13 SECONDS NEXT: How to build a Mustang-stomping Chrysler Turbo 4.

Mopar Action logoMost Mopar fans are convinced that performance stopped in 1971 with the death of the Hemi. I'm not one of those, but I admit the new breed of cars from Chrysler has to be attacked from a slightly different but somewhat similar angle. I've grown up with a couple of 340 4-speed cars, and I've found there are a lot of little tricks that add up to a big performance increase, even on the new front-wheel-drive cars.

Chrysler has stayed with the FWD platform since the first K-cars in 1981, and it didn't appear that they were going back to the rear-wheel-drive high performance cars of the '60s. I've always enjoyed the sleeper cars, such as 340 Darts and Dusters, so I chose as my '80s sleeper a 1984 Dodge 600 with a turbocharged 2.2-liter (135 cubic inch) engine and an automatic transmission.

A quick look at the Dodge reveals air conditioning, tilt wheel, six-speaker AM/FM cassette and a rear window defroster. The Dodge 600 weighs about 2680 pounds, the turbocharged 2.2 is rated at 142 hp, and the automatic transmission has a gear ratio of 3.02-to-1. I chose as a realistic goal a 14-second elapsed time and 90 mph in the quarter mile.

Before any major power improvements were undertaken, I thought it wise to inspect the lower end of the engine and at the same time install a higher volume oil pump. After the oil pump and pan were in, the cylinder head was pulled, cleaned up and reinstalled with new head bolts.

Baseline

To check out the car and establish a baseline, I ran it at the strip until consistent results were achieved. These first runs were exactly as expected and comparable to the original Chrysler advertised figures. The slowest run was a 17.14 at 79.6 mph and the quickest was a 16.85 at 80.8 mph. Not particularly exciting but certainly promising, as the horsepower-to-weight calculations showed the engine to be producing at least 127 hp. (Some errors can be expected in the calculated values, compared with the Chrysler rating of 142 hp, because the standard tables I used aren't as accurate when working with front-wheel-drive cars.)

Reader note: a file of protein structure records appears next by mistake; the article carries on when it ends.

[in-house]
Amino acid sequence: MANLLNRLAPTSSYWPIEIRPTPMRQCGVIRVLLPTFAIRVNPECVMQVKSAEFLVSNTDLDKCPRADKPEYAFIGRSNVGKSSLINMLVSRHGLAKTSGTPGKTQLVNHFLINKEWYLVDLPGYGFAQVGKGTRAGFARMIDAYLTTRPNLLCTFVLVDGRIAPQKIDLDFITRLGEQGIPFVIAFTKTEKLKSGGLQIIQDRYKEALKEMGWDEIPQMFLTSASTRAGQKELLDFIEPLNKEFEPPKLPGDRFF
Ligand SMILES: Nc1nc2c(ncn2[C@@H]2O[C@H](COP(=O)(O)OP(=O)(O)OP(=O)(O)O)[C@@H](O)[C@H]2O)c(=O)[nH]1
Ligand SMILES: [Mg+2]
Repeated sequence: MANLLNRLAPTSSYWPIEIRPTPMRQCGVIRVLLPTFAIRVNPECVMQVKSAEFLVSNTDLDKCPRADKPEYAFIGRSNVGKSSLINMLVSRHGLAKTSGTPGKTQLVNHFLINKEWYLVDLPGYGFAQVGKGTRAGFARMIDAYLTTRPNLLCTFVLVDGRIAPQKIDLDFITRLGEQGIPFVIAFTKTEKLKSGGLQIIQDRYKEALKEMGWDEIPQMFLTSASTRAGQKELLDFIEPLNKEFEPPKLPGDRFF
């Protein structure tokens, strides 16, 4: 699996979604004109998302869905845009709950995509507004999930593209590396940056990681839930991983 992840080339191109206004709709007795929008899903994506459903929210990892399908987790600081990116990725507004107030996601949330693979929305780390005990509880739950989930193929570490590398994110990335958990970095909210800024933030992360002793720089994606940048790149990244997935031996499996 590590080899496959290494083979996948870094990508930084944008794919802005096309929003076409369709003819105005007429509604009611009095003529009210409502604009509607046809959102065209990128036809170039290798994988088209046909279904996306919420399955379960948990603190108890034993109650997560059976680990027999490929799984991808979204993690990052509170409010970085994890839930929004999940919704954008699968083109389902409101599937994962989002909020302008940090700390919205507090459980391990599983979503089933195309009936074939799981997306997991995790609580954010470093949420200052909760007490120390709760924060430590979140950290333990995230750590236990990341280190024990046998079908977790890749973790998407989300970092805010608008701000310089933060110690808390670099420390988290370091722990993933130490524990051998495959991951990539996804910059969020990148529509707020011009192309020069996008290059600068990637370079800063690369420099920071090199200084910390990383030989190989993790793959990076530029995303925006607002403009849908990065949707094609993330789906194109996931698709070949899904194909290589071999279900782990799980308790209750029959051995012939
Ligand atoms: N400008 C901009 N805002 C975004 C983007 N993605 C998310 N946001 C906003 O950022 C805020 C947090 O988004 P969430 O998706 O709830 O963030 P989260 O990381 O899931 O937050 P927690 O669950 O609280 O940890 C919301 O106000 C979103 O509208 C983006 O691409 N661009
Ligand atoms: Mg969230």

Phase one

If anyone’s modification plan, the first step should be the easiest and most cost effective.  In the case of “computer controlled” engines, changing the chip (or in Chrysler’s case, the Logic Module) will produce a substantial gain in horsepower. Mopar Performance sells a Logic Module for the 1984 turbos that installs in minutes, provides a more aggressive spark timing curve, a richer fuel mixture and higher rpm engine cutoff; and allows a boost pressure increase from 7.2 psi to about 10.0.

Owners who install this computer chip will find that 92 octane fuel is not high enough to prevent detonation. I solved this problem by mixing 100 octane low lead aviation fuel with unleaded premium. Beware of the likelihood of poisoning the oxygen sensor and the catalytic converter with large volumes of this fuel.

Drag strip elapsed times showed a great deal of improvement, with the slowest time of the day being a 16.14 at 83.5 mph and the best a 15.90 at 84.8 mph. Calculations showed the Logic Module to be worth about 18 hp. Not only was the 600 coupe's performance respectable, it could now run with automatic transmission equipped Z28s, Trans Ams and Mustangs.

Phase Two

After studying some basic turbocharger theory, I decided a reduction of exhaust backpressure and a “stream lining" of the air intake system would give some more performance gains.

I bought some 2 1/2-inch diameter 409 series stainless steel tubing, and a custom exhaust shop bent a new system for me that used a stainless steel Sonic Turbo muffler and had no provisions for a catalytic converter. Without the converter, a system like this has to be considered "strictly off-road," so applicable laws should be checked before using it on the street.

I removed the turbocharger compressor inlet elbow, the air cleaner hose-to-throttle body adapter and the air cleaner cover, eliminated all the casting flash and polished them internally. Installation was completed with a K&N air filter element.

The intake modifications I performed were similar to what a person would do to an intake manifold on a V8 engine. However, I had an easier time since most of my components were plastic.

A road test revealed a remarkable difference in drivability, and it was obvious the drag strip times would correlate. The strip times confirmed this: a slowest time of 15.75 at 87.71 mph and a fastest of 15.65 at 88.75 mph. Horsepower calculations showed the better-breathing 2.2 was providing at least 165 hp; that's another 20 on top of the 18 added by the Logic Module and higher octane fuel.

Since my 2.2 turbocharged engine was approximately 30 percent more powerful now than it was in its stock configuration, I began to get concerned about driveline breakage. A little research educated me a bit. The older FWD transaxles had a differential mounting configuration that was not capable of sustaining wide open throttle, drag strip-style starts. I also learned that Chrysler had corrected this problem in the 1987 and newer automatic transaxles.

Phase Three